Just discovered this terrific blog over at the Washington Free Beacon, thanks to Pascal-Emmanuel Gobry.
In lieu of a movie review this week, we’ve published my chapter from The Seven Deadly Virtues. (You can buy it here!) If you’re a reader of this here blog, it may seem a bit familiar to you. Consider it a thesis statement on “The Politicized Life.”
Consider it also a rebuttal to Jonathan Chait’s sad statement of intolerance. In a much-discussed essay, Jonathan Chait celebrated the politicized life, implicitly called for political segregation, and announced that he would be saddened if his daughter came home with a Republican soulmate:
Pop quiz, hotshot:
You’re dying of ebola and have the choice between bleeding out in the street unloved by anyone or being cared for by a Christian missionary. What do you do? What do you do?
If you’re Slate‘s Brian Palmer, that’s apparently a tougher question than you might think. Here’s Palmer:
One of the mouth-breathing conspiracy theorists at Vice thinks you should boycott the NFL because a couple of NFL employees have had trouble with the law and some of the folks who are paid a great deal of money to play a game that they love of their own free will wind up with brain damage.
The mouthbreather raises a good point! We should hold all of our entertainments to these standards! Indeed, we should boycott all the things.
Andrew W.K., America’s premier partier, is no more a fan of the politicized life than yours truly. In his advice column for the Village Voice, W.K. smacks down a guy who wrote in to complain about his dad, a “65-year-old super right-wing conservative who has basically turned into a total asshole intent on ruining our relationship …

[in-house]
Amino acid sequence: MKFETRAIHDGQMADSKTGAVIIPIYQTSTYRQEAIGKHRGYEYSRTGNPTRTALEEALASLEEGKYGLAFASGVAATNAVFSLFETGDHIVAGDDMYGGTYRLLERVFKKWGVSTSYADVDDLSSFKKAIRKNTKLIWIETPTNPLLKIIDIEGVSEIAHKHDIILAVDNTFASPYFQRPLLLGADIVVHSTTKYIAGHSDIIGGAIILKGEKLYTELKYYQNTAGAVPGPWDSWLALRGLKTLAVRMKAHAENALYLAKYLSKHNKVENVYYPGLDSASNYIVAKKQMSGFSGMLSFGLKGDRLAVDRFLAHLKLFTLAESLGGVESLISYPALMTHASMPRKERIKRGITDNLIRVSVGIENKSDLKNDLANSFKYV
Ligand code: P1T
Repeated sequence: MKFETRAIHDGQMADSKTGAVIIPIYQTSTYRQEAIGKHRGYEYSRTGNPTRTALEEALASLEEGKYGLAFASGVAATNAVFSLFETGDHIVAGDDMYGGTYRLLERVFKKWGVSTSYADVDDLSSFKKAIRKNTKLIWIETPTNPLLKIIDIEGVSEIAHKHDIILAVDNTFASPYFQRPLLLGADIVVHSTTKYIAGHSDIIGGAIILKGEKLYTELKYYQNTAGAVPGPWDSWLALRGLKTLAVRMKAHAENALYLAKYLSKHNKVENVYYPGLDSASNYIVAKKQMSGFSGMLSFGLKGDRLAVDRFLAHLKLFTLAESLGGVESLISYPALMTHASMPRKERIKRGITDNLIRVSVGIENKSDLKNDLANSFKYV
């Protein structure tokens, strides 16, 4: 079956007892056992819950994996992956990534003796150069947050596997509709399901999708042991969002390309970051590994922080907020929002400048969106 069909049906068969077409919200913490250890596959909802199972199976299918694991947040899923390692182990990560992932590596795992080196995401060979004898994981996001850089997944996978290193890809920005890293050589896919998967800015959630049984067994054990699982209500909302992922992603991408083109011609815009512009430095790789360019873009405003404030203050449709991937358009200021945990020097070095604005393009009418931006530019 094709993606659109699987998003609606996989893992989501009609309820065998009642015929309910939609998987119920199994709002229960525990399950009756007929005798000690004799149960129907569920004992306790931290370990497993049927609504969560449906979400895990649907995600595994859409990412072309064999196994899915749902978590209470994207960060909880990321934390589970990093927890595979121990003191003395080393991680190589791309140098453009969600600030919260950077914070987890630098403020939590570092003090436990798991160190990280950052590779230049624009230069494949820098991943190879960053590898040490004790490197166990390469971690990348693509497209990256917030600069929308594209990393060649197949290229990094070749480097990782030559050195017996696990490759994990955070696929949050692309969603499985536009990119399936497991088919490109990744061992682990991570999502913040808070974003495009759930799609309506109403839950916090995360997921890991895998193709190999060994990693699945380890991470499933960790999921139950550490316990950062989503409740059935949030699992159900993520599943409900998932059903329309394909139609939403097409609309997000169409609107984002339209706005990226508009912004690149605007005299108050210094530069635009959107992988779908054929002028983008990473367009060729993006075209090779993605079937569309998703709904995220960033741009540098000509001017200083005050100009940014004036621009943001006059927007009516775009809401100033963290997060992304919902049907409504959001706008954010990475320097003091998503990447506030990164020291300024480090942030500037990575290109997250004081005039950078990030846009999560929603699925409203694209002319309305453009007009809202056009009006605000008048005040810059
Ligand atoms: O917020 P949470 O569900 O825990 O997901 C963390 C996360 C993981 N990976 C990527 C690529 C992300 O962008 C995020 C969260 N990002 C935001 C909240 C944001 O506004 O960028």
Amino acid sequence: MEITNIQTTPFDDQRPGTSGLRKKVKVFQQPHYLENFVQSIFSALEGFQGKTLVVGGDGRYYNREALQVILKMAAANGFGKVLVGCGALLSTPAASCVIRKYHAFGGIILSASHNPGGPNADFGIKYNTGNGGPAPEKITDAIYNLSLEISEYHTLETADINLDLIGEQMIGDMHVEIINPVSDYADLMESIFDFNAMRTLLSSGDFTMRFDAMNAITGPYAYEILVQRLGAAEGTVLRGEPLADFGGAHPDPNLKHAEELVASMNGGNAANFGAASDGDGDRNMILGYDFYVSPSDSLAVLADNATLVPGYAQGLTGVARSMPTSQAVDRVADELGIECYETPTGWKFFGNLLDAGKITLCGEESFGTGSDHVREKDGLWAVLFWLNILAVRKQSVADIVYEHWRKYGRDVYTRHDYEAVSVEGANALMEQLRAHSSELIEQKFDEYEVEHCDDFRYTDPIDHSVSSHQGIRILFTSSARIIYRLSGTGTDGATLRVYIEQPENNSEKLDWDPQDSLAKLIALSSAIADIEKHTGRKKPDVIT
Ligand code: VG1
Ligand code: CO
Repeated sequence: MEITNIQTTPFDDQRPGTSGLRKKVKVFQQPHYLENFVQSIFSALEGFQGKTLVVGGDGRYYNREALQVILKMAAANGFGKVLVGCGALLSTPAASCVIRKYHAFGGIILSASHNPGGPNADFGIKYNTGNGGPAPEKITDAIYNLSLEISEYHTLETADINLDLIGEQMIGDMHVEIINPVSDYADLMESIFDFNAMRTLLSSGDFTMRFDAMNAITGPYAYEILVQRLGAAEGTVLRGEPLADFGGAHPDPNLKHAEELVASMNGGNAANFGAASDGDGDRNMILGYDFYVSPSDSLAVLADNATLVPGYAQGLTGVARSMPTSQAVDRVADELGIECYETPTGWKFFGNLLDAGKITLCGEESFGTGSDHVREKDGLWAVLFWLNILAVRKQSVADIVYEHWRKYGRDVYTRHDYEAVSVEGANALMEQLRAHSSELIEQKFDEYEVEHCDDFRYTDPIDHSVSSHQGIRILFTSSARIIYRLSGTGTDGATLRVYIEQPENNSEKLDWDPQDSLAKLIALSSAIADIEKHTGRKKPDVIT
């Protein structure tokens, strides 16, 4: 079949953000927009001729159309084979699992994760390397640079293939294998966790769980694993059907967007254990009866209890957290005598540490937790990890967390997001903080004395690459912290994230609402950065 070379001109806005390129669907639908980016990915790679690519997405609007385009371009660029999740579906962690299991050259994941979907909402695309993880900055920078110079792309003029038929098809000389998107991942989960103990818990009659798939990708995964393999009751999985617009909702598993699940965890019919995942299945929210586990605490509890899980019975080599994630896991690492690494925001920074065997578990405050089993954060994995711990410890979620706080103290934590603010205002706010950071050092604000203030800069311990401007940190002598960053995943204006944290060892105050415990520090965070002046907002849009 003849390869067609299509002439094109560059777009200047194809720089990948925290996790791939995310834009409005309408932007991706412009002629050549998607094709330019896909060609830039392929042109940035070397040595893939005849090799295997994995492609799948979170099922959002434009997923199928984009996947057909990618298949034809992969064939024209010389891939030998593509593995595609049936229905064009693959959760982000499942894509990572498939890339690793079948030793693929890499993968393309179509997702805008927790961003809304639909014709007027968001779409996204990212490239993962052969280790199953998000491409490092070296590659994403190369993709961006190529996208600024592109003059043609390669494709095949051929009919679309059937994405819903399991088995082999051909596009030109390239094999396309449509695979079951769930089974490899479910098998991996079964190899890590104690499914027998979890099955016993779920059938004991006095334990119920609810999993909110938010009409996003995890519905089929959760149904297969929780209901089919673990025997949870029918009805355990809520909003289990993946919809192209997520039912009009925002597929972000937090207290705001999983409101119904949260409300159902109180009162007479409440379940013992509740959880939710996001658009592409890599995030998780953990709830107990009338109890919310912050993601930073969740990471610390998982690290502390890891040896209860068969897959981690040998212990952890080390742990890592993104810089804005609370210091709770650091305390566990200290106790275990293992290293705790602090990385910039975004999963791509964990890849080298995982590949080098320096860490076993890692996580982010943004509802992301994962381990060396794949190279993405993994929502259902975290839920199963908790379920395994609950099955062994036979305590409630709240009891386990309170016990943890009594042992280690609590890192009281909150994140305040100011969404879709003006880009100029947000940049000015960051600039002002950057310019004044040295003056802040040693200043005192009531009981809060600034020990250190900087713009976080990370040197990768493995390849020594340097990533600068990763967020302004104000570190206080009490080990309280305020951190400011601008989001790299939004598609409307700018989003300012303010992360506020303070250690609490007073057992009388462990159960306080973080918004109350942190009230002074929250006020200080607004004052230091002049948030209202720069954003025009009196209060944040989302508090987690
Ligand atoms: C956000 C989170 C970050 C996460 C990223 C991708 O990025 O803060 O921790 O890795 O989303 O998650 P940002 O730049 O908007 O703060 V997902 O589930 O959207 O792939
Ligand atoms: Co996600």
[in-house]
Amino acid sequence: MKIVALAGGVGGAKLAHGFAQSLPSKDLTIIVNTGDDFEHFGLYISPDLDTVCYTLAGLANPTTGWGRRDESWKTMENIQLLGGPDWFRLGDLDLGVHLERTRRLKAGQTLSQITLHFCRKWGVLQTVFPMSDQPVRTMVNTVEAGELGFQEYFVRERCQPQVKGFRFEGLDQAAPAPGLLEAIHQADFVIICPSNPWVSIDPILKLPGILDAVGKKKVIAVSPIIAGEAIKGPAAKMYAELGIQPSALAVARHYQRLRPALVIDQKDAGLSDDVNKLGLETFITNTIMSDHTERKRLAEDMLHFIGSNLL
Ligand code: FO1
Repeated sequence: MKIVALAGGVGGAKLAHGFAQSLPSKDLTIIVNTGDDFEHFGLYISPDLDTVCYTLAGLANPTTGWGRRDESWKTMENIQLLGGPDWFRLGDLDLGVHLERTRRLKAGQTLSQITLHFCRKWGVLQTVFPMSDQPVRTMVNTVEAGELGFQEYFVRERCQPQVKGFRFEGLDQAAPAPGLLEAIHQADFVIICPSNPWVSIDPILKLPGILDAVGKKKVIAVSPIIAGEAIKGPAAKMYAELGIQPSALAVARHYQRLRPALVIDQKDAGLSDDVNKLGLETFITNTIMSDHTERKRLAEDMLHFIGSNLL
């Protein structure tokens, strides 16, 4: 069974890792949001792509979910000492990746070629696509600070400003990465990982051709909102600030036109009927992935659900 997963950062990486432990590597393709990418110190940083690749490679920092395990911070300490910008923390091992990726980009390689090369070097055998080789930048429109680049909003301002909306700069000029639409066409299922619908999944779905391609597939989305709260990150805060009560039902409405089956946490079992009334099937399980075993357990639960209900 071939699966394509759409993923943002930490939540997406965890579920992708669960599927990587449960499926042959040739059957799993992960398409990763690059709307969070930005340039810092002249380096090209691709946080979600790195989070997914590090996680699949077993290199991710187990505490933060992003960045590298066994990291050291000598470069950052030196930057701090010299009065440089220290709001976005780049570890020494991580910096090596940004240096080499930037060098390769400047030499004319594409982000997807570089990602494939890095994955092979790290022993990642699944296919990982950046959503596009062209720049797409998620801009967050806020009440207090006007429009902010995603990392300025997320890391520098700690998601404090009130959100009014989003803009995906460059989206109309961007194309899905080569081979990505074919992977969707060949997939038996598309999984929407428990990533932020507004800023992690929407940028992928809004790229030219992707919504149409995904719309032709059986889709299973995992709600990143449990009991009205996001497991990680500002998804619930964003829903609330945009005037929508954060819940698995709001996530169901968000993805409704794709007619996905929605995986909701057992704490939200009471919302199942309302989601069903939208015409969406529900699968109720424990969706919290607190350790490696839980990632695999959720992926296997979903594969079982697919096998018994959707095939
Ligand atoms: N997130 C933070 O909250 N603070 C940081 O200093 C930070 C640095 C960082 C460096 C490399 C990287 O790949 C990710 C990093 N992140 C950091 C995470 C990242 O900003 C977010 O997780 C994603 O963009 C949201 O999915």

Jed Perl has an important essay over at the New Republic on the incessant politicization of the arts by the left. As someone who has made a hobby of taking on the politicized life, you can imagine how pleased I was to read it. Perl’s thrust is this: art is separate from the artist, and vice versa. Which is to say, you can disagree with a person’s politics and still approve of—or learn something important about humanity from—their art. Here’s a taste:
Have you ever played the party game Cards Against Humanity, and noticed that a few of the cards were somewhat darkly humored and politically incorrect, and then decided to complain about it in a public forum? You’re not alone.
Imagine that your life is so hollow and devoid of meaning, that you, upon hearing a song played in a grocery store, feel compelled to go home, print out that song’s lyrics, and present them to a store employee demanding that, in the future, they refrain from playing that song so as to refrain from …
This quarter’s Claremont Review of Books has a good, lengthy essay nominally tied to Great Redskins Name Change Debate that is, more broadly, focused on repressive tolerance in the modern American polity. Here’s William Voegeli:
I participated in a Bloggingheads earlier this week with Kevin Glass; our topic of discussion was something I’ve been scribbling about for the last 18 months or so. If you watch, you’ll note that there’s a picture of one Adam Kredo over my left shoulder informing everyone that my office is a “den of borderline anti-Semitism.”
I want to drill down a bit deeper into a point Kevin and I touched on briefly near the end, about when it’s “okay”* to live the politicized life. When is an opinion so outré that we should shun the opinion holder? When should we seek to impoverish those with whom we disagree?
There’s this show on Netflix called Orange Is the New Black about women in prison. One of the actors on this show is Jason Biggs, who has a Twitter feed. One need not watch the show to enjoy his Twitter feed and vice versa. Neither is integral to the other. There is literally no requirement whatsoever that the two of these things be consumed in tandem.